Contents Movies Man of Steel Pulkit Agarwal The Intouchables Nakul Talwar Ship of Theseus Ms Purnima Dutta
Obituaries JJ Cale Zayaan Khodaiji Cory Monteith Vireshwar Sidhu
Music The Fray Agni Raj Singh Babel - Mumford and Sons Arjun Kamdar 13 - Black Sabbath Zayaan Khodaiji
Books The Help And the Mountains Echoed Inferno The Cuckoo's Calling
Kunal Kanodia Vireshwar Sidhu Anvay Grover Yash Dhandhania
TV Shows Seinfeld Rahul Srivastava Saturday Night Live Armaan Imam
Editorial Dear Readers, For our final issue of 2013, we have continued to cover movies, music and books that we hope will entice you to expand your iTunes libraries, book shelves and DVD stacks. This time, we have reviewed works that are not drawn from the distant past, that are probably not loved by our folks at home, but are creative works that we must enjoy as young men and women of the 21st century. However, in this information age, the Doon School Information Review continues to write articles on works that have not cemented their place as the most popular works of their time. The highest grossing films are never the ones that need teenagers in a boarding school for publicity or appraise. The books, music and movies we have covered are obviously appreciated, but not everyone knows of their existence. Our review on Man of Steel is an anomaly to the trend of articles that we have produced, but you don’t need to read much into it in order to understand why. This time, we have also allowed our senior editors to throw in their recommendations on books, movies and music that they feel you must have the pleasure of enjoying. As another term and another year comes to a close, many of us are beginning to plan our holidays. Some of us are in eager anticipation of certain movies to watch, or a book to pick up. Awards season will slowly pick up; many of us will eagerly wait for comedian Ellen DeGeneres to host the Oscars, while some of us will watch Shahrukh Khan dance with the newest actress found in a Karan Johar movie. However, it is the DSIR’s job to find you things to do aside from the mainstream stuff that is so easy to pick up from television commercials and billboard ads. As I pass on the baton as Chief Editor of one of the school’s most widely read magazines, I hope you continue to read the DSIR for its work as the flagship magazine in school built for your entertainment and cultural education. Signing off,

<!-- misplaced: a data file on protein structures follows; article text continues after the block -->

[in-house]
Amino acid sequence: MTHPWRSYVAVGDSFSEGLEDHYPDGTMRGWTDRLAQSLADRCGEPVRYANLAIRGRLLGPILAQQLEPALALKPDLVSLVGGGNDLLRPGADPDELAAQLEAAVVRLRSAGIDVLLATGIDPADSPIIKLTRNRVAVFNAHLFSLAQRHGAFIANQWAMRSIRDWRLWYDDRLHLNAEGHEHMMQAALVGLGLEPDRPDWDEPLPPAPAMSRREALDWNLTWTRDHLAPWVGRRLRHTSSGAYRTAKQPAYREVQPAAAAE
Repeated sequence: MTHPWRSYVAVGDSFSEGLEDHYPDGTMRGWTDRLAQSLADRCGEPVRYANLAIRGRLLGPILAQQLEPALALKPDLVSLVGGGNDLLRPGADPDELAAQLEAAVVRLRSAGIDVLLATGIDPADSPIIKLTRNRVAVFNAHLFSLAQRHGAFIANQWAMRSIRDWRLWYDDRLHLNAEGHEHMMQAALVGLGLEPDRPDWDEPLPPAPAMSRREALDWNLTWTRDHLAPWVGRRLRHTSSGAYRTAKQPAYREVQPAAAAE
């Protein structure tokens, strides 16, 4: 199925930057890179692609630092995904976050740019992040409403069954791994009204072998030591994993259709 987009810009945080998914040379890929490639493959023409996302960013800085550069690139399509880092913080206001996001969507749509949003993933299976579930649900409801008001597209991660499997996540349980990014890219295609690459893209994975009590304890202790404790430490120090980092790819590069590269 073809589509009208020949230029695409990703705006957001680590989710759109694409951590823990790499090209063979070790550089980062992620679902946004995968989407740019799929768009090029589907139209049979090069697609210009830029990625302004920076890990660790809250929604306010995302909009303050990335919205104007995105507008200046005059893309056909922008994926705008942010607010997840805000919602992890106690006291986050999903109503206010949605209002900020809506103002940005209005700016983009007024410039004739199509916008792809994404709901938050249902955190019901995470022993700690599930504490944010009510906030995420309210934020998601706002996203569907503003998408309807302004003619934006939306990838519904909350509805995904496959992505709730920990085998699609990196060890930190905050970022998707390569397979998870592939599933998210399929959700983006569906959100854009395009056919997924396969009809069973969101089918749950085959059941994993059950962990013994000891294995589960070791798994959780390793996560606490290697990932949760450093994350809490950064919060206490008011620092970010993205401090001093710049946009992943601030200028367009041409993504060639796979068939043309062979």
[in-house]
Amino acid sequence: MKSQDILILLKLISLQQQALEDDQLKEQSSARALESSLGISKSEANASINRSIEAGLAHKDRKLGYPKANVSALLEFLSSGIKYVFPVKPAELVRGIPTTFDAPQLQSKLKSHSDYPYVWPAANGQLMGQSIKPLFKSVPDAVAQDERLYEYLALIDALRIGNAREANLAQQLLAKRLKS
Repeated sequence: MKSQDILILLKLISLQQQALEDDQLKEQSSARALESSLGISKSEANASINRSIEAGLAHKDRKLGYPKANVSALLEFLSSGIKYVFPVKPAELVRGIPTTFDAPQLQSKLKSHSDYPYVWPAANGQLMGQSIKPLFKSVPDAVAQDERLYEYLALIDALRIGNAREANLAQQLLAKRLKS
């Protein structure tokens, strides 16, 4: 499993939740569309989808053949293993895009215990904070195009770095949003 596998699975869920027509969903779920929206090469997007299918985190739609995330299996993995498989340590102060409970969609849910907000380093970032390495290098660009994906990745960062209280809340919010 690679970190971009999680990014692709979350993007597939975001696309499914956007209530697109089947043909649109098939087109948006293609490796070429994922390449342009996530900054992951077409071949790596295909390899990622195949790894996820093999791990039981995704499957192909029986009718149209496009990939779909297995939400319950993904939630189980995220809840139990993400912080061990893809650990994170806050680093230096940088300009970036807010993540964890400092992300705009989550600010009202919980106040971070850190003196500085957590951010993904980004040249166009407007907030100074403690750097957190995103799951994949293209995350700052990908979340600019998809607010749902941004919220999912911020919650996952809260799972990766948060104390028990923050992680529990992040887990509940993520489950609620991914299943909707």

Man of Steel
"Is Man of Steel the Superman film we were waiting for?"